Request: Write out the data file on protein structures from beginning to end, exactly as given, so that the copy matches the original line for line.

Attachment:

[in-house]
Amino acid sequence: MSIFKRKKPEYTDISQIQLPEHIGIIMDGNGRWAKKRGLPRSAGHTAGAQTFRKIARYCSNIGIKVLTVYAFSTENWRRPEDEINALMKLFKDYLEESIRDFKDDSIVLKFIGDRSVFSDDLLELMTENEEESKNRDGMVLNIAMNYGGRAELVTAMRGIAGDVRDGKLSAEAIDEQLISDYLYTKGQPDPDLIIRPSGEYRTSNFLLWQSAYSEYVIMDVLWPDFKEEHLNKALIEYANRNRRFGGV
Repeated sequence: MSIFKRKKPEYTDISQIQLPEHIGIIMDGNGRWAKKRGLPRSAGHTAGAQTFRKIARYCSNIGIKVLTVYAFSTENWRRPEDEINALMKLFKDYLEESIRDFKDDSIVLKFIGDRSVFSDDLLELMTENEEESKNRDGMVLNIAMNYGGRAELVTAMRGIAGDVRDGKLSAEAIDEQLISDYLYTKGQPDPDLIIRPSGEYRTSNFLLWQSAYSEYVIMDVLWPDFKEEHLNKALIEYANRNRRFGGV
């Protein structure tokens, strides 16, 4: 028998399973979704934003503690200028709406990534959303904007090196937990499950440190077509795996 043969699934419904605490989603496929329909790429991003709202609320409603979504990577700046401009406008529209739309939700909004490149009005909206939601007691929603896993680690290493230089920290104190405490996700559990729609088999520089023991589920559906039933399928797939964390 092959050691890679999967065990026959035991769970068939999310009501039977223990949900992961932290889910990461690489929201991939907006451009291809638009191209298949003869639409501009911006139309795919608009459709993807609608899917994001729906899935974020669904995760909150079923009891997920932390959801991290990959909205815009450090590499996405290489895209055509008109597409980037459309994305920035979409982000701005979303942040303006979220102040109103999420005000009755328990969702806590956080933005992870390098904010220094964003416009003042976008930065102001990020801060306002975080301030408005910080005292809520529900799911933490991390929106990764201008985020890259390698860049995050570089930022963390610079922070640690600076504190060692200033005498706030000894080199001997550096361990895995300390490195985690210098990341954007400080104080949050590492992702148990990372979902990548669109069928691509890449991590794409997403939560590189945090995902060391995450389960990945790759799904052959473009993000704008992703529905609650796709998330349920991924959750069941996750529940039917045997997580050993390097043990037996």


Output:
[in-house]
Amino acid sequence: MSIFKRKKPEYTDISQIQLPEHIGIIMDGNGRWAKKRGLPRSAGHTAGAQTFRKIARYCSNIGIKVLTVYAFSTENWRRPEDEINALMKLFKDYLEESIRDFKDDSIVLKFIGDRSVFSDDLLELMTENEEESKNRDGMVLNIAMNYGGRAELVTAMRGIAGDVRDGKLSAEAIDEQLISDYLYTKGQPDPDLIIRPSGEYRTSNFLLWQSAYSEYVIMDVLWPDFKEEHLNKALIEYANRNRRFGGV
Repeated sequence: MSIFKRKKPEYTDISQIQLPEHIGIIMDGNGRWAKKRGLPRSAGHTAGAQTFRKIARYCSNIGIKVLTVYAFSTENWRRPEDEINALMKLFKDYLEESIRDFKDDSIVLKFIGDRSVFSDDLLELMTENEEESKNRDGMVLNIAMNYGGRAELVTAMRGIAGDVRDGKLSAEAIDEQLISDYLYTKGQPDPDLIIRPSGEYRTSNFLLWQSAYSEYVIMDVLWPDFKEEHLNKALIEYANRNRRFGGV
């Protein structure tokens, strides 16, 4: 028998399973979704934003503690200028709406990534959303904007090196937990499950440190077509795996 043969699934419904605490989603496929329909790429991003709202609320409603979504990577700046401009406008529209739309939700909004490149009005909206939601007691929603896993680690290493230089920290104190405490996700559990729609088999520089023991589920559906039933399928797939964390 092959050691890679999967065990026959035991769970068939999310009501039977223990949900992961932290889910990461690489929201991939907006451009291809638009191209298949003869639409501009911006139309795919608009459709993807609608899917994001729906899935974020669904995760909150079923009891997920932390959801991290990959909205815009450090590499996405290489895209055509008109597409980037459309994305920035979409982000701005979303942040303006979220102040109103999420005000009755328990969702806590956080933005992870390098904010220094964003416009003042976008930065102001990020801060306002975080301030408005910080005292809520529900799911933490991390929106990764201008985020890259390698860049995050570089930022963390610079922070640690600076504190060692200033005498706030000894080199001997550096361990895995300390490195985690210098990341954007400080104080949050590492992702148990990372979902990548669109069928691509890449991590794409997403939560590189945090995902060391995450389960990945790759799904052959473009993000704008992703529905609650796709998330349920991924959750069941996750529940039917045997997580050993390097043990037996």